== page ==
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Hockey Fights Cancer

How Wild, Kings' Quick teamed up for cancer patient

Provided Jaela O'Brien with important psychological boost during battle with disease

by Lisa Dillman @reallisa / NHL.com Staff Writer

LOS ANGELES -- The resemblance is uncanny.

It's there in the side-by-side photos of the two goaltenders, each stretched wide to the left to make a glove save, relying on their extraordinary athleticism. On the right is Los Angeles Kings goaltender Jonathan Quick, on the left is Jaela O'Brien, goalie for Blaine (Minn.) High School. 

The caption underneath reads: Can You Say Twins?

This is near the bottom of O'Brien's website, Jaela's Ultimate Cancer Shutout. Above that, there are many statistics, but they are not her win-loss total, goals-against average or save percentage. These numbers tell a much different story.

- 826 doses of chemotherapy.
- 34 days/nights in the hospital, and five emergency room visits.
- 48 spinal taps.

O'Brien and her mother will tell you that's not the complete story.

O'Brien, 17, is cancer-free, her checkups are every three months rather than every other month. She is eagerly preparing for her senior hockey season at Blaine and will attend Hamline University in St. Paul next year.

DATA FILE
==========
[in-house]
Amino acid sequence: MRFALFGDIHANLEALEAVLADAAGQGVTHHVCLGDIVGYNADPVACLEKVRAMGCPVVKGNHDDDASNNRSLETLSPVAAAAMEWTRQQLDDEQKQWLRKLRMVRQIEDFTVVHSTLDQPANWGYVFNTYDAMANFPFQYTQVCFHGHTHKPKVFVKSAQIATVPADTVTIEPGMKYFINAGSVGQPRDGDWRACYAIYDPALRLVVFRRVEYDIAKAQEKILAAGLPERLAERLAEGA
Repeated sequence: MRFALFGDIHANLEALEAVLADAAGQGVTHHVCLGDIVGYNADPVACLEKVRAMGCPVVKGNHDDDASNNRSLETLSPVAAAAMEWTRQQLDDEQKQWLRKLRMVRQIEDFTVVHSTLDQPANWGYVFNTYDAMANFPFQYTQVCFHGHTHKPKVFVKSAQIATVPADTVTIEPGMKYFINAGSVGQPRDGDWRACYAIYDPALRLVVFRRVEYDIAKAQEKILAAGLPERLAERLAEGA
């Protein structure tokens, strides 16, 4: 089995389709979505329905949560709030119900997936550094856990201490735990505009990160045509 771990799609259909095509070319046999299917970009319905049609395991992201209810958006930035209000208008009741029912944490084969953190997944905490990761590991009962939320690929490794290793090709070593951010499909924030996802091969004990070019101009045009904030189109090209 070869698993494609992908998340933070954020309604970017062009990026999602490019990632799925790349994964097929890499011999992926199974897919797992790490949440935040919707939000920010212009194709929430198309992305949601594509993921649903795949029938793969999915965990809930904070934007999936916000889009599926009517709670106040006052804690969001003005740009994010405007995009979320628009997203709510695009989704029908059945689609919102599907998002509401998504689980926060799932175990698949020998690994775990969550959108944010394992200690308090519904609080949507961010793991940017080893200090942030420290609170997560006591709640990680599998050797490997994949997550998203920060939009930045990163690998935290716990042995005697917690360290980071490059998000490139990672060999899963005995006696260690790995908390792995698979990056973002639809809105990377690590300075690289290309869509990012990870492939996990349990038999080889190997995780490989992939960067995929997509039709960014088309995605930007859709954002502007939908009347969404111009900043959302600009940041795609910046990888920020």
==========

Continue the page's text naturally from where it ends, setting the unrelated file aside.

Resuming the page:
She was co-captain and played No. 1 doubles for the Blaine tennis team this fall. This winter, her hockey team has unfinished business after losing to Edina in the final of the Class 2A state tournament last season. O'Brien went 15-3-2 with a 1.07 goals-against average and .932 save percentage.

It's a long way from May 2013 when O'Brien, then 13, was diagnosed with Acute Lymphoblastic Leukemia (ALL), which is a cancer of the blood and bone marrow. The National Cancer Institute estimates there will be about 5,970 new cases in the United States in 2017. It occurs in adults and children; medical literature states that the prognosis is more optimistic for children than adults.

The sport of hockey, including the NHL, provided an important outlet and psychological boost for O'Brien during months and months of debilitating treatments.

There were several meetings and photos with Zach Parise and his teammates from the hometown Minnesota Wild.

O'Brien had a special meeting with Quick, her favorite player on the Kings and fellow goalie.

Her aunt, Elizabeth Parker, got in touch with Jennifer Pope, the Kings' vice president of community relations, a couple of months after O'Brien's diagnosis and relayed the teenager's admiration for Quick.

That summer, Quick made a video for O'Brien, offering his support for her cancer battle. O'Brien's mother, Katie Meister, said Quick urged O'Brien to keep fighting. Meister wrote back to the Kings thanking them, saying: "On days like this, it makes a smile appear."

There were more smiles when the Kings came to St. Paul to play the Wild in October 2013. The night before the game, O'Brien and her family were out to dinner and ran into Kings players Dustin Brown, Anze Kopitar, Justin Williams and Trevor Lewis. They ordered her a massive ice cream sundae.

She went to the game the next night and met Quick, getting a few pictures.